What's the best 4-wheel-drive system?
The term “four-wheel drive” covers a variety of different systems from multiple automakers, with differing design philosophies and capabilities. So which one is the best?
Jason Fenske of Engineering Explained sought to answer that question, using a pretty good metric: the best 4WD system is the one least likely to leave you stuck. Seems reasonable to us.
A prerequisite for any good 4WD system is locking differentials, Fenske noted. This allows torque to be routed exclusively to wheels with traction. Wheels that don’t have traction spin freely, and in an unlocked (more commonly known as “open”) differential, most of the torque will take the path of least resistance and go to those spinning wheels. The wheels with grip will get much less, if any, torque, leaving you stuck.
Four-wheel-drive systems include front and rear differentials that split torque between the wheels on each axle, as well as a center differential (some vehicles have a transfer case, which performs essentially the same function), to control the front/rear torque split. Locking all three ensures torque goes where it can be used.
2019 Mercedes-Benz G550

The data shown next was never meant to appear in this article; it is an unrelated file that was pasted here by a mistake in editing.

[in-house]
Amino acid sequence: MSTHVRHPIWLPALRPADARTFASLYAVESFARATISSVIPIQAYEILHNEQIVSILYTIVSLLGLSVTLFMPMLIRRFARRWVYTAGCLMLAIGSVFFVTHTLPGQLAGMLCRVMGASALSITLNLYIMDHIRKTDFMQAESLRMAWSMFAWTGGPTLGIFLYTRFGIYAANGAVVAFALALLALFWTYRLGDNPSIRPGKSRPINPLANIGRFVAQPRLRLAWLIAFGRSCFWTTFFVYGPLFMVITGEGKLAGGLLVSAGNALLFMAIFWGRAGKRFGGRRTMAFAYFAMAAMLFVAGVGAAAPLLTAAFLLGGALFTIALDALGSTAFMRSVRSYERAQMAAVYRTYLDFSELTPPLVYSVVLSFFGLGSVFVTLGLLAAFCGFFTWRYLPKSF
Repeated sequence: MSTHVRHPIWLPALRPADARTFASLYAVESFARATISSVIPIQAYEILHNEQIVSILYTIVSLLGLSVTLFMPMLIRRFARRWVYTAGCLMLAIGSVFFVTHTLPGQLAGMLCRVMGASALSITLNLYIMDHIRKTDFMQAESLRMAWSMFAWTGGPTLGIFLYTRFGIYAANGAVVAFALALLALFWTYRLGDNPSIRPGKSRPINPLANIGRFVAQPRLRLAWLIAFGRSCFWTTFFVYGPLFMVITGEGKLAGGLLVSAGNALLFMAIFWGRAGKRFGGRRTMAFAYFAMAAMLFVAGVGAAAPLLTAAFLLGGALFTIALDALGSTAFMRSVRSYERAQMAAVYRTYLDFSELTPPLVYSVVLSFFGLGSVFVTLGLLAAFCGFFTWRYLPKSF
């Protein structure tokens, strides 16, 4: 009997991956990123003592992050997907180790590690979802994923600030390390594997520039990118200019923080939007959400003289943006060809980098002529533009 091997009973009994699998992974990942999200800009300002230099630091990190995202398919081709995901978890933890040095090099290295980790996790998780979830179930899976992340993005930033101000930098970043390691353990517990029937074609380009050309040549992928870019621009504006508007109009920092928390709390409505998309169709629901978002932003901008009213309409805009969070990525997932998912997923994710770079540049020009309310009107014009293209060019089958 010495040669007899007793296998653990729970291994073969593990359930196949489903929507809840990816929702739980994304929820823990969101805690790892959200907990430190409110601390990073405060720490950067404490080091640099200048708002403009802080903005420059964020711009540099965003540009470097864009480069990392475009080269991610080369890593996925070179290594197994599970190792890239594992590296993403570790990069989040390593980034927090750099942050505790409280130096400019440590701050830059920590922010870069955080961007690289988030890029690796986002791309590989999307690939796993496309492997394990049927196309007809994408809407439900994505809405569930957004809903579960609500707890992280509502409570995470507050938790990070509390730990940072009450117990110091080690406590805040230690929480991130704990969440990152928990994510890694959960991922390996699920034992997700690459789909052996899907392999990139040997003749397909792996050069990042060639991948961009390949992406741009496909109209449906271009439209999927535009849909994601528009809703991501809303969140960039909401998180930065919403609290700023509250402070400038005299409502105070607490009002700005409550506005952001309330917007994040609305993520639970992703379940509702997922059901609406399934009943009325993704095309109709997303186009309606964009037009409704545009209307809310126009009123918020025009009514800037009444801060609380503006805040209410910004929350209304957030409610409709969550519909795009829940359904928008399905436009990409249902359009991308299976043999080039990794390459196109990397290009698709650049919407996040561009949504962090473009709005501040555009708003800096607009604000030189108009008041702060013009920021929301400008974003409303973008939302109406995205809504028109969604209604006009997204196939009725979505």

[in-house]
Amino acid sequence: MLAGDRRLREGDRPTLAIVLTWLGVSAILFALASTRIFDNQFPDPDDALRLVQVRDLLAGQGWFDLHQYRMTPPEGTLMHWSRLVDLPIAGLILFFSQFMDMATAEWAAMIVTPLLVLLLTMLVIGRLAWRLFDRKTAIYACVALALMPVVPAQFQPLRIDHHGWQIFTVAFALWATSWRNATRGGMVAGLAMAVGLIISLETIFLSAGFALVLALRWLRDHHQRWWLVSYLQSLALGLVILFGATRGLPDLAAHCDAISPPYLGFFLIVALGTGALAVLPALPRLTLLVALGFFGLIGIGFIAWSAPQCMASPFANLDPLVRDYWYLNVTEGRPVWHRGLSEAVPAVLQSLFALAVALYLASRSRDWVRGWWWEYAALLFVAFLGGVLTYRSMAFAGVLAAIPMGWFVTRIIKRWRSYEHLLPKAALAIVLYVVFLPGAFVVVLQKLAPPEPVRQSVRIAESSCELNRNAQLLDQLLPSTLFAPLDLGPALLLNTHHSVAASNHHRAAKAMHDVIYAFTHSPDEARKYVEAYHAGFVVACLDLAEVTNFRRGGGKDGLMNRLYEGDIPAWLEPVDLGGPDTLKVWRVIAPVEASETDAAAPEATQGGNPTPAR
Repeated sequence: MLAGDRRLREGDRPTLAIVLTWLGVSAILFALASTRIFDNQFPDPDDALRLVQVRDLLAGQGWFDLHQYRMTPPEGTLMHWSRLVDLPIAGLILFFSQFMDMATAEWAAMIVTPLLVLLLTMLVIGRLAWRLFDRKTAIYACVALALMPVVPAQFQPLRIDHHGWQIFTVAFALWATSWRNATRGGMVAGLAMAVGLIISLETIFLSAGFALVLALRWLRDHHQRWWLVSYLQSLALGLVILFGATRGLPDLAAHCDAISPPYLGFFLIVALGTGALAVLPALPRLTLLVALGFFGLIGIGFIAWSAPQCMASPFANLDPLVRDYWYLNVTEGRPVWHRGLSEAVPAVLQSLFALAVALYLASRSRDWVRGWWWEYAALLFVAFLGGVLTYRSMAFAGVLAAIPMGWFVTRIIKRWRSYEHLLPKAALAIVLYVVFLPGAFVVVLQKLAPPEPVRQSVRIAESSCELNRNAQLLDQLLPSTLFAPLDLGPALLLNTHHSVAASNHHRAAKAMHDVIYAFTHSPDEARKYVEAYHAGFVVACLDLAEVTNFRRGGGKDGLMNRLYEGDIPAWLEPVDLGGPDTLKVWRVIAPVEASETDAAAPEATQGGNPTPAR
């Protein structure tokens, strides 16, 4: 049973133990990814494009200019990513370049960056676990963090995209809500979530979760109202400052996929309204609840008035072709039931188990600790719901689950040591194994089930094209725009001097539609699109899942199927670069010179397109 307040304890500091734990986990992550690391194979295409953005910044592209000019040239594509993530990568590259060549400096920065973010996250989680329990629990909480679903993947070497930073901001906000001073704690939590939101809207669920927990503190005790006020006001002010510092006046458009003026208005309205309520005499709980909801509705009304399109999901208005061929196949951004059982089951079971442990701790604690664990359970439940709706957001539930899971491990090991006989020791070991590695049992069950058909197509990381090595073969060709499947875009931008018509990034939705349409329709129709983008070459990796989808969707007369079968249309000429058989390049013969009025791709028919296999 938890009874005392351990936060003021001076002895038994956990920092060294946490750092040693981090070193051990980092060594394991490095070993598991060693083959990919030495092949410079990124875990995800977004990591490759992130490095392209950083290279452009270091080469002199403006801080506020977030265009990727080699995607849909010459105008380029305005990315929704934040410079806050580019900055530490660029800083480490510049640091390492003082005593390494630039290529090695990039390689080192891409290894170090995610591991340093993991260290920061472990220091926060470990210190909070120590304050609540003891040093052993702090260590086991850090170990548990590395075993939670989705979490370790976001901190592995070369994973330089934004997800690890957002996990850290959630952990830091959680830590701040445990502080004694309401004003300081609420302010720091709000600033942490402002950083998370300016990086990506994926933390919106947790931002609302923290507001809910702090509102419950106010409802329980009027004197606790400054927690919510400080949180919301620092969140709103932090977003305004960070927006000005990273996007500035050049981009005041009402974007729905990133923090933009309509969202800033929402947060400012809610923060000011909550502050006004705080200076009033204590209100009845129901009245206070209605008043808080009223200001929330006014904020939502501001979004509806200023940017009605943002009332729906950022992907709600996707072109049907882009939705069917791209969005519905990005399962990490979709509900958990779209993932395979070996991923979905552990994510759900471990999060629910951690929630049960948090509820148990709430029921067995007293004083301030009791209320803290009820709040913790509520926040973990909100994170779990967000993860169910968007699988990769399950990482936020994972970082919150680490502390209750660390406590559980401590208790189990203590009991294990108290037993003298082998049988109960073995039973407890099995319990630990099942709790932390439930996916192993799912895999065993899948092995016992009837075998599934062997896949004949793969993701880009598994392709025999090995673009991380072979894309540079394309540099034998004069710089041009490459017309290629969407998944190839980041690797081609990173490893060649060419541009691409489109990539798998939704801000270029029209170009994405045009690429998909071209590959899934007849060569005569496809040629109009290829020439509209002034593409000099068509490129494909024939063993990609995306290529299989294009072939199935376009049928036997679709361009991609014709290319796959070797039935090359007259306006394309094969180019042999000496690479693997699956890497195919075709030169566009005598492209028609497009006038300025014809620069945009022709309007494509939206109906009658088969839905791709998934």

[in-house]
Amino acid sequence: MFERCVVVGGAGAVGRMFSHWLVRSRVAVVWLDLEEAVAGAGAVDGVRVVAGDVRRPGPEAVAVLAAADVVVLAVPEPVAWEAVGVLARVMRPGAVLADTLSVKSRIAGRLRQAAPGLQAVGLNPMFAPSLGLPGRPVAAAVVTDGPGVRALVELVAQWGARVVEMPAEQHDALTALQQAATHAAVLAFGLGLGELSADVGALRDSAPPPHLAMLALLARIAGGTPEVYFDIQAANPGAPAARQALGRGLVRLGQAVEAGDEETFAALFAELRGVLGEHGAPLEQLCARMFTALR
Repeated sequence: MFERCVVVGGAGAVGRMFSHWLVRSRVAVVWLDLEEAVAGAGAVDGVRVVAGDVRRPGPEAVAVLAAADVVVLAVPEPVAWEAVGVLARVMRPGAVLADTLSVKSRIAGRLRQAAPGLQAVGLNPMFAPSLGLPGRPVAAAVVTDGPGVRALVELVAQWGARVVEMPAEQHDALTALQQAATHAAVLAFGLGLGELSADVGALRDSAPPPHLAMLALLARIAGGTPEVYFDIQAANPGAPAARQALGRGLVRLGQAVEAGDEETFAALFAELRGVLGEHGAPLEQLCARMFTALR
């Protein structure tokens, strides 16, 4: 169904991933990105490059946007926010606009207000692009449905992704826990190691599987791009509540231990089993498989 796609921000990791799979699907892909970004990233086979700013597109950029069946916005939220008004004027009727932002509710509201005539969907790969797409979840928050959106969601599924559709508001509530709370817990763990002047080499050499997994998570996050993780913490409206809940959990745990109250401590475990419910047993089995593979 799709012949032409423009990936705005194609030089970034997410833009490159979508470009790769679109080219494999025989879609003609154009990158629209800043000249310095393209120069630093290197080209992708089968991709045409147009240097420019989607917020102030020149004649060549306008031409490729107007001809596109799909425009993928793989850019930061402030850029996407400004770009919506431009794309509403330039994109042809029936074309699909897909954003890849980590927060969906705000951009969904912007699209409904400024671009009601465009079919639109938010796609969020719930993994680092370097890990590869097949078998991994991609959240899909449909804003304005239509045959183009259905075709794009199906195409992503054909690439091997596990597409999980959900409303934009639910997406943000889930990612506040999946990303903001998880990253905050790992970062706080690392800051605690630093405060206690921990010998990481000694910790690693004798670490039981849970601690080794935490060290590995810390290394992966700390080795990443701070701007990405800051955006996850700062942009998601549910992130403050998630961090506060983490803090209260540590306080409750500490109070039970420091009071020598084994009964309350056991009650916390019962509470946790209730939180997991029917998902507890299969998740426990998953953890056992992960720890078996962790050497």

Many vehicles have locking differentials, but Fenske narrowed things down to the Jeep Wrangler, Ram 2500 Power Wagon, and Mercedes-Benz G-Class.
Note that while this video shows older versions of each of these vehicles, the current-generation models use essentially the same 4WD systems. So the logic and reasoning used here still hold up.
Fenske chose the Mercedes system as the best because it uses a center differential instead of a transfer case. In the Jeep and Ram, the driver’s only choices are rear-wheel drive or a 50/50 front/rear torque split. The G-Class offers more flexibility in how torque is sent to individual wheels, Fenske said.
If you prefer the all-wheel drive of, for example, Subaru and Audi, Engineering Explained also has a video for the best version of that, too.